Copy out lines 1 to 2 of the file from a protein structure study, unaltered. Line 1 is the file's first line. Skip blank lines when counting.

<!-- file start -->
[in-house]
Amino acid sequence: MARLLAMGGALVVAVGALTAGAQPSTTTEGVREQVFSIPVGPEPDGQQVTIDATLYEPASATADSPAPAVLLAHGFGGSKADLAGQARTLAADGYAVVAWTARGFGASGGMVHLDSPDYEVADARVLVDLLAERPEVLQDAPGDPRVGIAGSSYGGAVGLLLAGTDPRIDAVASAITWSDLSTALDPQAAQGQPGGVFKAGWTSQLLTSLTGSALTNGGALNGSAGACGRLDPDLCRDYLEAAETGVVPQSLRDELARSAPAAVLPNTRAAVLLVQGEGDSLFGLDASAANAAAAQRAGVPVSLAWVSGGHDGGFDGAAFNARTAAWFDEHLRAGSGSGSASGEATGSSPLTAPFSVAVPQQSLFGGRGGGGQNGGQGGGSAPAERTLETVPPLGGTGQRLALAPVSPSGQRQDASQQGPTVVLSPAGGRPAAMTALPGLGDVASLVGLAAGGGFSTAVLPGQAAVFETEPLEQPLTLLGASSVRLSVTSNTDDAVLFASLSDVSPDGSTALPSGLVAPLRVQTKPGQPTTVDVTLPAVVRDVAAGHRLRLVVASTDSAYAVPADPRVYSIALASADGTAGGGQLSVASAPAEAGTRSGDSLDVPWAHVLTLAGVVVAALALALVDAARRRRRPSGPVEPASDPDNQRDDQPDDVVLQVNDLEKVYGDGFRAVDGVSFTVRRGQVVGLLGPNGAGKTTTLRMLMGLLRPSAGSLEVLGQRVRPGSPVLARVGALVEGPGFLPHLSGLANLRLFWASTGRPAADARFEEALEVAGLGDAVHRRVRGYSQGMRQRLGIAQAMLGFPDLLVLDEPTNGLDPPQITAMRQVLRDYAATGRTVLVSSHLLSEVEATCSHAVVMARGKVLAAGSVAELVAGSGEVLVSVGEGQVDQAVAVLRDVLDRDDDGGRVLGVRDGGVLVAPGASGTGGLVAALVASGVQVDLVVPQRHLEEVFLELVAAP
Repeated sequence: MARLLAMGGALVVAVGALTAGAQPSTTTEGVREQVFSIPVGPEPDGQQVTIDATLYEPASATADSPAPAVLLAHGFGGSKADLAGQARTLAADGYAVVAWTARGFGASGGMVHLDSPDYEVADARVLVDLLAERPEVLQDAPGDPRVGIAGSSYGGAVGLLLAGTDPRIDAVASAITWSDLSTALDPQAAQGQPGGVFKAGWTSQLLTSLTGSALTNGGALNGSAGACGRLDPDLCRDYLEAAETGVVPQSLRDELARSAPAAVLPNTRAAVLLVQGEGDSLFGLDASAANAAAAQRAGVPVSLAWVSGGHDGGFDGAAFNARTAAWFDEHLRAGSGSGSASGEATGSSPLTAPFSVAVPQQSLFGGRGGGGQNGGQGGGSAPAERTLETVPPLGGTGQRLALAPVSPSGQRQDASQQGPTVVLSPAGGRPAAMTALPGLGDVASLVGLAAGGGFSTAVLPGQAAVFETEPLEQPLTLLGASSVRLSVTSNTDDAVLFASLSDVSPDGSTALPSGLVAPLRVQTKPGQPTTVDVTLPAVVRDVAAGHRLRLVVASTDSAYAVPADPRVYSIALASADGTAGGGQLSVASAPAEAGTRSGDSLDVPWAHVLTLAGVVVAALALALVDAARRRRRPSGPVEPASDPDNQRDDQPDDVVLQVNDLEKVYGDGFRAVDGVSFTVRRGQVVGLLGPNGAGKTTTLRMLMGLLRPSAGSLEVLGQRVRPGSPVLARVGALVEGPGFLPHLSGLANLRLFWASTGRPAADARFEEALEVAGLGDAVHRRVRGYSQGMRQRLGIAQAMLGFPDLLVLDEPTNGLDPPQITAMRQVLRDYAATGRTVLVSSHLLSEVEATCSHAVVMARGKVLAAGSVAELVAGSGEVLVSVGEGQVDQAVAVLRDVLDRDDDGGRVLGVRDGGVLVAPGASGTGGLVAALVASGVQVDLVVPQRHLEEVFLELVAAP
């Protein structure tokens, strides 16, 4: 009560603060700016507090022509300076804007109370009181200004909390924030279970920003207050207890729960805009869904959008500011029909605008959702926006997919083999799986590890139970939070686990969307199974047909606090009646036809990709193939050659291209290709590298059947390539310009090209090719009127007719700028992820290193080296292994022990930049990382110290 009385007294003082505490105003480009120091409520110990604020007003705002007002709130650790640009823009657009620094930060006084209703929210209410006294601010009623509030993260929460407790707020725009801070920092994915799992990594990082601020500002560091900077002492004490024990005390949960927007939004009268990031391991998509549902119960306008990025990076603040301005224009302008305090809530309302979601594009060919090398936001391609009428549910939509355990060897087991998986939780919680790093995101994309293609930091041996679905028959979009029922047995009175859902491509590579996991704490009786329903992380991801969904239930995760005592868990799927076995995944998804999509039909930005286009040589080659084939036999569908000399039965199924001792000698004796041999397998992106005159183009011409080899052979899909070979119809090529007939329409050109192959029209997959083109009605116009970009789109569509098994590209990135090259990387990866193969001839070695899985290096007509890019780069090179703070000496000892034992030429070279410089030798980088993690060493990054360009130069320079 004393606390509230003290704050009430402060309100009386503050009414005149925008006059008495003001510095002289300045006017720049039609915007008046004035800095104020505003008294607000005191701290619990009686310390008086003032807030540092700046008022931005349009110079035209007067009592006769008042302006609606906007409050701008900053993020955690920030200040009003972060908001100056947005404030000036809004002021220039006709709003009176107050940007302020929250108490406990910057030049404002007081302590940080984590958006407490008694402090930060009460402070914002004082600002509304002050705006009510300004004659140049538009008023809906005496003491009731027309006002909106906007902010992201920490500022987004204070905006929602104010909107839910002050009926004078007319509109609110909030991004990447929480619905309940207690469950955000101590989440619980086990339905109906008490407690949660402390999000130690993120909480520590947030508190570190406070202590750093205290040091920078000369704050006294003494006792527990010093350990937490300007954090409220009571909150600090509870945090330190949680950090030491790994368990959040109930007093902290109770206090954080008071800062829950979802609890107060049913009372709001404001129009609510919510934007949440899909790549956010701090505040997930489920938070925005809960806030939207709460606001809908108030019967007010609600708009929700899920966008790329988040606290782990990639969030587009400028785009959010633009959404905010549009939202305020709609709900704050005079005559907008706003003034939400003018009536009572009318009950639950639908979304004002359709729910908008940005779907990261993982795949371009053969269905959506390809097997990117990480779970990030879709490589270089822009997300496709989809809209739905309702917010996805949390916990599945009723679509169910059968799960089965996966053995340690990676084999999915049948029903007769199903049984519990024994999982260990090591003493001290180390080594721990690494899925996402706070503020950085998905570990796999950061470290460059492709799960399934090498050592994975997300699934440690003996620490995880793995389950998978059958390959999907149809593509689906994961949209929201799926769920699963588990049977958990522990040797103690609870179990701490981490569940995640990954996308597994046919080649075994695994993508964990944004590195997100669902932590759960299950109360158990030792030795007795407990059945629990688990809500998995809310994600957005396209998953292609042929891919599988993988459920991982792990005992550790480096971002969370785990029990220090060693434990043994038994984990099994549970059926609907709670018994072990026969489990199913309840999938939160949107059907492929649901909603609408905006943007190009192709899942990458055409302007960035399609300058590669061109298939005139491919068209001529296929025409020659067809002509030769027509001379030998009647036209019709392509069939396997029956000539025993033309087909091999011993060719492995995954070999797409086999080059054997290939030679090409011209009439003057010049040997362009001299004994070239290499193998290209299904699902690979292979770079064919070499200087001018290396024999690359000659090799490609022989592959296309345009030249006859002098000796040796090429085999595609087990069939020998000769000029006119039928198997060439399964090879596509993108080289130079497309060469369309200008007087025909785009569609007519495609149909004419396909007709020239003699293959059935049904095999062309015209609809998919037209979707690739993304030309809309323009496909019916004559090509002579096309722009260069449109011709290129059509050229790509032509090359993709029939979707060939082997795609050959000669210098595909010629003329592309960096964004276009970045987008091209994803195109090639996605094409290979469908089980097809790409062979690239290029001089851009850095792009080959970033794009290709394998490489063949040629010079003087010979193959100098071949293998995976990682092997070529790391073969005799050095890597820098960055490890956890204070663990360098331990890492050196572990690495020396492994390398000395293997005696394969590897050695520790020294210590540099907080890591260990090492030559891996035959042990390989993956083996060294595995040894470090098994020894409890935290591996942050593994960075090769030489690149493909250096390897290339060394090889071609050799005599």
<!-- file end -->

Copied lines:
[in-house]
Amino acid sequence: MARLLAMGGALVVAVGALTAGAQPSTTTEGVREQVFSIPVGPEPDGQQVTIDATLYEPASATADSPAPAVLLAHGFGGSKADLAGQARTLAADGYAVVAWTARGFGASGGMVHLDSPDYEVADARVLVDLLAERPEVLQDAPGDPRVGIAGSSYGGAVGLLLAGTDPRIDAVASAITWSDLSTALDPQAAQGQPGGVFKAGWTSQLLTSLTGSALTNGGALNGSAGACGRLDPDLCRDYLEAAETGVVPQSLRDELARSAPAAVLPNTRAAVLLVQGEGDSLFGLDASAANAAAAQRAGVPVSLAWVSGGHDGGFDGAAFNARTAAWFDEHLRAGSGSGSASGEATGSSPLTAPFSVAVPQQSLFGGRGGGGQNGGQGGGSAPAERTLETVPPLGGTGQRLALAPVSPSGQRQDASQQGPTVVLSPAGGRPAAMTALPGLGDVASLVGLAAGGGFSTAVLPGQAAVFETEPLEQPLTLLGASSVRLSVTSNTDDAVLFASLSDVSPDGSTALPSGLVAPLRVQTKPGQPTTVDVTLPAVVRDVAAGHRLRLVVASTDSAYAVPADPRVYSIALASADGTAGGGQLSVASAPAEAGTRSGDSLDVPWAHVLTLAGVVVAALALALVDAARRRRRPSGPVEPASDPDNQRDDQPDDVVLQVNDLEKVYGDGFRAVDGVSFTVRRGQVVGLLGPNGAGKTTTLRMLMGLLRPSAGSLEVLGQRVRPGSPVLARVGALVEGPGFLPHLSGLANLRLFWASTGRPAADARFEEALEVAGLGDAVHRRVRGYSQGMRQRLGIAQAMLGFPDLLVLDEPTNGLDPPQITAMRQVLRDYAATGRTVLVSSHLLSEVEATCSHAVVMARGKVLAAGSVAELVAGSGEVLVSVGEGQVDQAVAVLRDVLDRDDDGGRVLGVRDGGVLVAPGASGTGGLVAALVASGVQVDLVVPQRHLEEVFLELVAAP